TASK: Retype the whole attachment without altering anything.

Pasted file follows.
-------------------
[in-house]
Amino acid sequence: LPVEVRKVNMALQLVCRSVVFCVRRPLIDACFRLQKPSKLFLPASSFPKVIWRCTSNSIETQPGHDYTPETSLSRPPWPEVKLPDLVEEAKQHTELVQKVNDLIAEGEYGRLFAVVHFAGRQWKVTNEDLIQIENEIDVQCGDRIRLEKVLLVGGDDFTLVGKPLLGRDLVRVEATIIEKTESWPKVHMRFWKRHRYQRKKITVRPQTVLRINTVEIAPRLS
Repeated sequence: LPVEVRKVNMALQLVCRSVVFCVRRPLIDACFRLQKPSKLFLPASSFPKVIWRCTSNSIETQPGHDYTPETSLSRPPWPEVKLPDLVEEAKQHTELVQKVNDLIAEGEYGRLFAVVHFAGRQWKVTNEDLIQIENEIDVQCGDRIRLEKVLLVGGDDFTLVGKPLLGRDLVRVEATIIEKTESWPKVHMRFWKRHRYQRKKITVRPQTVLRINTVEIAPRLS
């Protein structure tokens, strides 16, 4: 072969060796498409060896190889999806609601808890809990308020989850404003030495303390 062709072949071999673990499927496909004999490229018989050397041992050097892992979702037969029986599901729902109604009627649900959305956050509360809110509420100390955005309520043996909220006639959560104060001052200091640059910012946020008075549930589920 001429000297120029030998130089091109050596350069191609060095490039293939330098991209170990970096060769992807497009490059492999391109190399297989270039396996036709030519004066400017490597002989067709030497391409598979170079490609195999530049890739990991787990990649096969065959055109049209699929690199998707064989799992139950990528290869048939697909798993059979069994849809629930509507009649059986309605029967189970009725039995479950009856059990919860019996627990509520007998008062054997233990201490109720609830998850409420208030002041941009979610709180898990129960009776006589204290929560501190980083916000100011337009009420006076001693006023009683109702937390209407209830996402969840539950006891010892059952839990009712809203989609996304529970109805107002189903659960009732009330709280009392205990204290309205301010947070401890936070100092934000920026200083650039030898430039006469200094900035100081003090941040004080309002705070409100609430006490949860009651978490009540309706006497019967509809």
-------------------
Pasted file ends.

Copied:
[in-house]
Amino acid sequence: LPVEVRKVNMALQLVCRSVVFCVRRPLIDACFRLQKPSKLFLPASSFPKVIWRCTSNSIETQPGHDYTPETSLSRPPWPEVKLPDLVEEAKQHTELVQKVNDLIAEGEYGRLFAVVHFAGRQWKVTNEDLIQIENEIDVQCGDRIRLEKVLLVGGDDFTLVGKPLLGRDLVRVEATIIEKTESWPKVHMRFWKRHRYQRKKITVRPQTVLRINTVEIAPRLS
Repeated sequence: LPVEVRKVNMALQLVCRSVVFCVRRPLIDACFRLQKPSKLFLPASSFPKVIWRCTSNSIETQPGHDYTPETSLSRPPWPEVKLPDLVEEAKQHTELVQKVNDLIAEGEYGRLFAVVHFAGRQWKVTNEDLIQIENEIDVQCGDRIRLEKVLLVGGDDFTLVGKPLLGRDLVRVEATIIEKTESWPKVHMRFWKRHRYQRKKITVRPQTVLRINTVEIAPRLS
């Protein structure tokens, strides 16, 4: 072969060796498409060896190889999806609601808890809990308020989850404003030495303390 062709072949071999673990499927496909004999490229018989050397041992050097892992979702037969029986599901729902109604009627649900959305956050509360809110509420100390955005309520043996909220006639959560104060001052200091640059910012946020008075549930589920 001429000297120029030998130089091109050596350069191609060095490039293939330098991209170990970096060769992807497009490059492999391109190399297989270039396996036709030519004066400017490597002989067709030497391409598979170079490609195999530049890739990991787990990649096969065959055109049209699929690199998707064989799992139950990528290869048939697909798993059979069994849809629930509507009649059986309605029967189970009725039995479950009856059990919860019996627990509520007998008062054997233990201490109720609830998850409420208030002041941009979610709180898990129960009776006589204290929560501190980083916000100011337009009420006076001693006023009683109702937390209407209830996402969840539950006891010892059952839990009712809203989609996304529970109805107002189903659960009732009330709280009392205990204290309205301010947070401890936070100092934000920026200083650039030898430039006469200094900035100081003090941040004080309002705070409100609430006490949860009651978490009540309706006497019967509809």